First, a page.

Barcelona was originally a small Roman city called Bàrcino which, over the centuries, developed into an important medieval city. The splendour of that period ended at the start of the modern era with the War of the Spanish Succession. Even so, the city progressed with the times, industrialising and becoming the economic driving force of today's Catalonia.
The Roman walls that surround the heart of Barcelona embrace Bàrcino, which existed from the 1st century BC to the start of the Middle Ages. A city that began as a small colony and gradually grew to briefly become an imperial city.
In the Middle Ages, Barcelona became the Ciutat Comtal (Count’s City) and its political importance increased. It became the seat of the main political institutions in Old Catalonia and that favoured the development of trade which, in turn, led to the city’s growth and expansion, and the construction of some magnificent Gothic-style buildings.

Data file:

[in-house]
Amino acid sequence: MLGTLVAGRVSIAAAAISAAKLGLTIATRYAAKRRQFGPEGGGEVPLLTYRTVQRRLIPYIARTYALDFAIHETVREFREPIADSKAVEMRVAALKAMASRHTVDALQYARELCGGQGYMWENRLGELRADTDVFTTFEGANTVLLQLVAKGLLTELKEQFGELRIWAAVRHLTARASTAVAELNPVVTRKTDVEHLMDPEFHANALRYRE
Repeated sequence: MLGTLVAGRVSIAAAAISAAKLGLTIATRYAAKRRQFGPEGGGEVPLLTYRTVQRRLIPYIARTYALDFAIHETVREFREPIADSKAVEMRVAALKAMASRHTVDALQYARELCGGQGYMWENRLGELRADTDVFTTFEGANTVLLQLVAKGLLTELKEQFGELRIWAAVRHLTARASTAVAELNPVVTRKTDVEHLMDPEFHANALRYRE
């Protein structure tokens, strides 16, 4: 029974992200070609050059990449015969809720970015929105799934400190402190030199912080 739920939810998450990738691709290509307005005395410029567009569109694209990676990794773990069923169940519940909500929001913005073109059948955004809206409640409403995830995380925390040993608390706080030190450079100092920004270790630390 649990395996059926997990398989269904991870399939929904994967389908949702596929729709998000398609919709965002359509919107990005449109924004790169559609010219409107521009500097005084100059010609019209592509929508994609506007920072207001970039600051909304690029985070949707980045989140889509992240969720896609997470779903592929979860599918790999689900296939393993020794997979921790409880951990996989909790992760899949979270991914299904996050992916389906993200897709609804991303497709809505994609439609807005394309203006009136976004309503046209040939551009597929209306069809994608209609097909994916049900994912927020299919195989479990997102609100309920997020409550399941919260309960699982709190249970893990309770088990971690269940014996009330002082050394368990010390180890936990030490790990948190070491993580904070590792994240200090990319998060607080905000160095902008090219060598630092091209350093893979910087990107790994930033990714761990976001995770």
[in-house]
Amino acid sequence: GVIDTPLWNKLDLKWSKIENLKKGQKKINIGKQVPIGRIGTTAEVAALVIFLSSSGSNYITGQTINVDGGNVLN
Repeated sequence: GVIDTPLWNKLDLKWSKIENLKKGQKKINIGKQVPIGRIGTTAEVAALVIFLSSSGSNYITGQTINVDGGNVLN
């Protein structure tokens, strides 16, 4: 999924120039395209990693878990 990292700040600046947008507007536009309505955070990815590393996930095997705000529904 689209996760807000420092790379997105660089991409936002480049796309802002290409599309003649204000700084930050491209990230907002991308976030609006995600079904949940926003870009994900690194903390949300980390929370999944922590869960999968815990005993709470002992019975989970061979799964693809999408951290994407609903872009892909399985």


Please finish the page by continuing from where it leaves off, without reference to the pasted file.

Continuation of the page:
At the end of the 17th and beginning of the 18th centuries, Barcelona continued to be a dynamic city linked to other parts of the world but it suffered some long sieges during some protracted wars that left deep scars. However, thanks to the fighting spirit of its inhabitants, it enjoyed a resurgence at the end of the 18thcentury as the driving force of an industrial development that took root in the course of the 19th century.
While the city’s industry and population were growing, social and political events, notably the Spanish Civil War and the long period of dictatorship that followed, set the tone for a time of upheaval. At the end of the 20th century, with the arrival of democracy, Barcelona rose again like a Phoenix, determined to become a great 21st century metropolis.